To be launched by former High Court Justice Michael Kirby on Friday March 15th, the Human Rights and Animal Ethics Research Network will explore why the mistreatment of humans and other animal often go hand-in-hand.
Senior researcher Dr Siobhan O’Sullivan said human oppression of animals is thoroughly entwined with human oppression of other humans.
“Throughout history, animal cruelty has been intimately related to the exploitation of the poor, women, the gay community and people of colour.”
Mr Kirby said it made perfect sense to study the two fields in concert.
“Just as we sometimes turn a blind eye to suffering and abuse directed to human beings, we are all too often indifferent to suffering and abuse in other animals,” he said.
“We need to address these inconsistencies and improve our attitudes and our laws. This new network will help.
“We should all be in favour of basic decency and kindness to animals, whether human or not. Animals share the gift of sentience and feelings. They share the emotions of joy, love, fear and pain.
“There is a lot of inconsistency in the way Australians approach animal welfare. They are comfortable with giving protection to domestic animals. Yet other species are grossly maltreated without proper legal response.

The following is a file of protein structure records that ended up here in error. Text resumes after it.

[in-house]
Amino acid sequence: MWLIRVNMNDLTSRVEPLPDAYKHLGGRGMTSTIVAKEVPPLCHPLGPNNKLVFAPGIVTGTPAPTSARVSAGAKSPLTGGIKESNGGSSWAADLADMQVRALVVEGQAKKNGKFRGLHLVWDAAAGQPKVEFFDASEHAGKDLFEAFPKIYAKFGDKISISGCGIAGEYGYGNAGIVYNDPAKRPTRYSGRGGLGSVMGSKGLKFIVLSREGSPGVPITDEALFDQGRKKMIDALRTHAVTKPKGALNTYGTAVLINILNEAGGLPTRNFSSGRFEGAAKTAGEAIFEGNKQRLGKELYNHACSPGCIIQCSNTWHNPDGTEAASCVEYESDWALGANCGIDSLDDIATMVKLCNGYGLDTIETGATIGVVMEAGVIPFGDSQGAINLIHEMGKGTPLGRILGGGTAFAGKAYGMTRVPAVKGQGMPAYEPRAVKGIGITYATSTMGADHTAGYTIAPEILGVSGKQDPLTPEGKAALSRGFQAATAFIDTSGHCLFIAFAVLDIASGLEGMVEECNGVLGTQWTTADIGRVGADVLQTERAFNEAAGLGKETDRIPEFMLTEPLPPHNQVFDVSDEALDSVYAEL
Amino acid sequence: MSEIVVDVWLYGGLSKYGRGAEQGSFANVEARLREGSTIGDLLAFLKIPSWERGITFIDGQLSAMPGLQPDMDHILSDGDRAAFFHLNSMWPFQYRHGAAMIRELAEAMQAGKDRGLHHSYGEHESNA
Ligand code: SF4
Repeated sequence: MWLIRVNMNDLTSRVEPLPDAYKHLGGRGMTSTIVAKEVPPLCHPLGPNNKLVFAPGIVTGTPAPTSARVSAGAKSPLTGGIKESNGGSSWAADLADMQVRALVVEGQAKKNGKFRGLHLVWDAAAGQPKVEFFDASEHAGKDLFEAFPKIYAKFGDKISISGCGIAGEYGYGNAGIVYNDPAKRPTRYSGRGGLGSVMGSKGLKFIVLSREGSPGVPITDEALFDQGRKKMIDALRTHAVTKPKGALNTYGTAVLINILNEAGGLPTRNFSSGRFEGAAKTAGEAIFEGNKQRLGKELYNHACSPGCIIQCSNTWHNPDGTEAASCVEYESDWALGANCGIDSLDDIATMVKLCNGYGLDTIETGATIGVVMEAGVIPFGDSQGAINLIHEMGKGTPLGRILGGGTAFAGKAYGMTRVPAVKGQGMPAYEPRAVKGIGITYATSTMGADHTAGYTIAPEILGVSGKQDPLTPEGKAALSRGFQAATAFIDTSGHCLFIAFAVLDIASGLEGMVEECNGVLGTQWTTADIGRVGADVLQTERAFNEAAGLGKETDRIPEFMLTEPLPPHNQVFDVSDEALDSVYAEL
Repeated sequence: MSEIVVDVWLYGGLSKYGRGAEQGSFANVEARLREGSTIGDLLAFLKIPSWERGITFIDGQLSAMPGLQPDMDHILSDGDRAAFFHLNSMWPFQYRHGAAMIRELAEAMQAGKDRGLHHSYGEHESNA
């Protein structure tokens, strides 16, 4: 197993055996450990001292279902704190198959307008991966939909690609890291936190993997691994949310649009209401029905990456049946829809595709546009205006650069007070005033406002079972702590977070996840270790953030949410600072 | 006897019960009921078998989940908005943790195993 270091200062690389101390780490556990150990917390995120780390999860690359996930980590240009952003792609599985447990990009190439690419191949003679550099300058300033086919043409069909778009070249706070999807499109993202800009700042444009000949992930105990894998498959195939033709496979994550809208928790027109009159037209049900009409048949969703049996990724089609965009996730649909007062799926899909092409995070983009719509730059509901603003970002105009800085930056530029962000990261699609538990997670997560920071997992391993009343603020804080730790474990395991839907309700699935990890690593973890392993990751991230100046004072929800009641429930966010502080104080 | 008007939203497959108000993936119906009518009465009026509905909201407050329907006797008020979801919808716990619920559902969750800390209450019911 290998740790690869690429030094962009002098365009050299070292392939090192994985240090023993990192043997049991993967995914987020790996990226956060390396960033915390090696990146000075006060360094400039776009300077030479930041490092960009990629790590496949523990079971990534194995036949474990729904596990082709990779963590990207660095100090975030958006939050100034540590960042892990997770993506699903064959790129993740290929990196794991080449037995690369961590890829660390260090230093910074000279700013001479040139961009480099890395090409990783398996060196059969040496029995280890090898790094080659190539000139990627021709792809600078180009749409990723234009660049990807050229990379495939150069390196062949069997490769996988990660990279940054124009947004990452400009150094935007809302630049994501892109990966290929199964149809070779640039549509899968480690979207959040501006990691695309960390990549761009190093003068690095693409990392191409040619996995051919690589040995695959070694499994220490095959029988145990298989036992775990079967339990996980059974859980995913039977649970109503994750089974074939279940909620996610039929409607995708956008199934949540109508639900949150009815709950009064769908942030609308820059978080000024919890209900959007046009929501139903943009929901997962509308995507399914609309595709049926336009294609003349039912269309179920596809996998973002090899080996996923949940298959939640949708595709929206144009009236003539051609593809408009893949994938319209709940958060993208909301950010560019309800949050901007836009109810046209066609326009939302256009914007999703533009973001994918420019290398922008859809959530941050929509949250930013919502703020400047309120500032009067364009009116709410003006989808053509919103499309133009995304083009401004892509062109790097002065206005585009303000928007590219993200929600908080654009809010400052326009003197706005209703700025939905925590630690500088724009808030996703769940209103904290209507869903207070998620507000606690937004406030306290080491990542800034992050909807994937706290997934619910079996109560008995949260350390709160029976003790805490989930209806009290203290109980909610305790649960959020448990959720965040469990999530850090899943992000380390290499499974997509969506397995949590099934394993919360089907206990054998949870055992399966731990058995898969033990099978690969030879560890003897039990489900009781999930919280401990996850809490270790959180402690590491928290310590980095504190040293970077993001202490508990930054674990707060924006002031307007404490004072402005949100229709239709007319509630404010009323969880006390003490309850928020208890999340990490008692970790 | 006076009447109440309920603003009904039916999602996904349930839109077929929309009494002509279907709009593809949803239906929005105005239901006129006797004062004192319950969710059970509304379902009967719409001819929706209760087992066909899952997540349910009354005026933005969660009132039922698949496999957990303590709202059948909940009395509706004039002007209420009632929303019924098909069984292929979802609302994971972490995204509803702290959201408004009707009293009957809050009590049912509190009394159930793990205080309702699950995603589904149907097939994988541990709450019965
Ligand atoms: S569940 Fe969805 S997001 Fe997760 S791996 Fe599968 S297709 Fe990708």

The Network will investigate the;
• Mutual rights of human and other animals;
• Interrelationship of human and animal exploitation;
• Common evolutionary history of human and other animals;
• Increasing evidence for ‘shared identities’ (physiological, cultural, emotional, ethical) of human and other animals, and;
• Consequences for humanity and the planet of species extinction.
The initiative is part of the University’s overarching research objective to analyze ‘our place and purpose’ and ‘fostering health and wellbeing’. It is separate from the University’ s Animal Ethics Committee and Animal Ethics Group, which review and approve applications to conduct research involving animals.